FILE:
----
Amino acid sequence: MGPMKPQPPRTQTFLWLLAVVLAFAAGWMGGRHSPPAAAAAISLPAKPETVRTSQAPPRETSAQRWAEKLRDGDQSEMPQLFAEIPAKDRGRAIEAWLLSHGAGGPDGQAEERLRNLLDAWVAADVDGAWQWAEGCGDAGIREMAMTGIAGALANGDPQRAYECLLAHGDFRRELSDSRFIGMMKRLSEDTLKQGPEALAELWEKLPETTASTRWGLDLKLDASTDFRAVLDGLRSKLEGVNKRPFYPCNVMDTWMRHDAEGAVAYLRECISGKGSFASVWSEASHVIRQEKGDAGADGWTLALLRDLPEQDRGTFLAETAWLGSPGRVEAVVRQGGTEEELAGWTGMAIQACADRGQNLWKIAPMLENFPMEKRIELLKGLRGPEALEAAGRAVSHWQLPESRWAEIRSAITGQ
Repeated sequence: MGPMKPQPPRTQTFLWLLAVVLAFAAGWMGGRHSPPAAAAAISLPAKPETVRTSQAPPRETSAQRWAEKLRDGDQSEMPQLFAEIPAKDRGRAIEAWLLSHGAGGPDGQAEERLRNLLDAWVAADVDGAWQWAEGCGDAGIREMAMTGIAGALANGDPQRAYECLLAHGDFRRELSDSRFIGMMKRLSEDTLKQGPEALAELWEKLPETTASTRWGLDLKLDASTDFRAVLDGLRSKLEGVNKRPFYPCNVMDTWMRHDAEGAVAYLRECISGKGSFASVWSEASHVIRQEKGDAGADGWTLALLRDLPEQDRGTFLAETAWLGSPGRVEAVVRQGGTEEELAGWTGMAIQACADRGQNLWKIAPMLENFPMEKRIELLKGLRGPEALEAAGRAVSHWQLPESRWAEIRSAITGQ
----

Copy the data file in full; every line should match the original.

Amino acid sequence: MGPMKPQPPRTQTFLWLLAVVLAFAAGWMGGRHSPPAAAAAISLPAKPETVRTSQAPPRETSAQRWAEKLRDGDQSEMPQLFAEIPAKDRGRAIEAWLLSHGAGGPDGQAEERLRNLLDAWVAADVDGAWQWAEGCGDAGIREMAMTGIAGALANGDPQRAYECLLAHGDFRRELSDSRFIGMMKRLSEDTLKQGPEALAELWEKLPETTASTRWGLDLKLDASTDFRAVLDGLRSKLEGVNKRPFYPCNVMDTWMRHDAEGAVAYLRECISGKGSFASVWSEASHVIRQEKGDAGADGWTLALLRDLPEQDRGTFLAETAWLGSPGRVEAVVRQGGTEEELAGWTGMAIQACADRGQNLWKIAPMLENFPMEKRIELLKGLRGPEALEAAGRAVSHWQLPESRWAEIRSAITGQ
Repeated sequence: MGPMKPQPPRTQTFLWLLAVVLAFAAGWMGGRHSPPAAAAAISLPAKPETVRTSQAPPRETSAQRWAEKLRDGDQSEMPQLFAEIPAKDRGRAIEAWLLSHGAGGPDGQAEERLRNLLDAWVAADVDGAWQWAEGCGDAGIREMAMTGIAGALANGDPQRAYECLLAHGDFRRELSDSRFIGMMKRLSEDTLKQGPEALAELWEKLPETTASTRWGLDLKLDASTDFRAVLDGLRSKLEGVNKRPFYPCNVMDTWMRHDAEGAVAYLRECISGKGSFASVWSEASHVIRQEKGDAGADGWTLALLRDLPEQDRGTFLAETAWLGSPGRVEAVVRQGGTEEELAGWTGMAIQACADRGQNLWKIAPMLENFPMEKRIELLKGLRGPEALEAAGRAVSHWQLPESRWAEIRSAITGQ